Mexico has begun to swear in members of self-defense groups for its newly created rural police force, as part of a drive to disarm local vigilantes.
The move is designed to bring the militias fighting the Knights Templar drugs cartel in the western state of Michoacan under official control.
The vigilantes say they “cleaned” a number of towns before federal forces joined them in recent months.
But there have also been clashes among vigilantes and with police forces.
More than 3,000 people have registered guns and signed up for the new force, officials say.
But many refused to join, despite warnings that they would be arrested.
The Mexican government’s deadline for registering the firearms expired on Saturday.
An initial 240 self-defense group members marched in Tepacaltepec in their new blue uniforms, carrying state-issued guns.
The federal envoy to Michoacan, Alfredo Castillo, personally greeted the new members of the State Rural Force.
“Those who 15 months ago said ‘Enough’ and decided to confront those who did them harm – because of them today we have the State Rural Force that carries the same conviction of justice, of courage, valor, bravery needed to protect those, who we love the most, our families,” Alfredo Castillo told the farmers.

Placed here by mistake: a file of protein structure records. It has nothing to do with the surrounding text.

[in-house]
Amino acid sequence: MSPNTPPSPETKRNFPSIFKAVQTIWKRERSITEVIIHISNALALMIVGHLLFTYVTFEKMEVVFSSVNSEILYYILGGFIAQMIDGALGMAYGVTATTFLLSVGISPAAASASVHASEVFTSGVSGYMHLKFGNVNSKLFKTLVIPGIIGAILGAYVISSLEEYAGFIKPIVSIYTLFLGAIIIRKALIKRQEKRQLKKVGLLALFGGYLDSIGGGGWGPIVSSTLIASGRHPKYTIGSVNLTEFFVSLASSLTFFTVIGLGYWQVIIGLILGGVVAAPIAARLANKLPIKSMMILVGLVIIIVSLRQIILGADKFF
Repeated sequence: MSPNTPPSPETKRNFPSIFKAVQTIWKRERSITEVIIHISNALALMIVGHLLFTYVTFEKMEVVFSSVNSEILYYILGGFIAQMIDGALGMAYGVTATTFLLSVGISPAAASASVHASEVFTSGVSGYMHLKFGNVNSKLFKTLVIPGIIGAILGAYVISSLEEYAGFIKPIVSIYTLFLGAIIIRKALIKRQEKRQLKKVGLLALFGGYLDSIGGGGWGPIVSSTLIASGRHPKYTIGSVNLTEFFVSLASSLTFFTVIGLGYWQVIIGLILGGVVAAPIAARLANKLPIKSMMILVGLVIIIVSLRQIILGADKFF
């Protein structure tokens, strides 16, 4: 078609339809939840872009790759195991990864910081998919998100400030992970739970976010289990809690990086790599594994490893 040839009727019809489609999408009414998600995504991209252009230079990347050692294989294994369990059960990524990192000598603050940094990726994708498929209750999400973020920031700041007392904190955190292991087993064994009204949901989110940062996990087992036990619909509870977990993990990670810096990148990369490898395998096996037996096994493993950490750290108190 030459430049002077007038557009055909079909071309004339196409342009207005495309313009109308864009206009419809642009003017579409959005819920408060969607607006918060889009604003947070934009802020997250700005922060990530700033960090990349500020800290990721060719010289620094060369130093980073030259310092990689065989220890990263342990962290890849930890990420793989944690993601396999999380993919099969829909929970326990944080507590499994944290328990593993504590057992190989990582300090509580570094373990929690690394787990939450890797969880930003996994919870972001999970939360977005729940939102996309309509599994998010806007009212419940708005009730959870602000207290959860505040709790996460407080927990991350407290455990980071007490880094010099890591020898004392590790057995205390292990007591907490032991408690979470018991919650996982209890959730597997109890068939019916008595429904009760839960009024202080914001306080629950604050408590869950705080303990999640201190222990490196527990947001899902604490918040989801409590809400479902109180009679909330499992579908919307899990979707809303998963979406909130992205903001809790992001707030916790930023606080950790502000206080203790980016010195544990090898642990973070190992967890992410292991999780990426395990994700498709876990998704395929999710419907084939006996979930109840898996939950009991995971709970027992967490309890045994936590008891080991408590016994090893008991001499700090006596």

The self-defense groups in Michoacan started an offensive against the Knights Templar drugs cartel more than a year ago.
Residents of Michoacan say the cartel terrorized them.
Local farmers, shop owners and other residents were victims of extortion, robbery and kidnappings.
During incursions backed by federal reinforcements in the last months, the head of the Knights Templar cartel, Nazario Moreno Gonzales, has been shot dead and many of the group’s leaders arrested.
Following the success in anti-cartel operations, the government demanded the self-defenses to stand down and leave the task of guaranteeing their security to the state.
But some fear that might encourage a come back from the cartel.
There have also been splits in some self-defense groups and the rise of fake vigilantes, correspondents say. The government now wants the rural force to work alongside the police.
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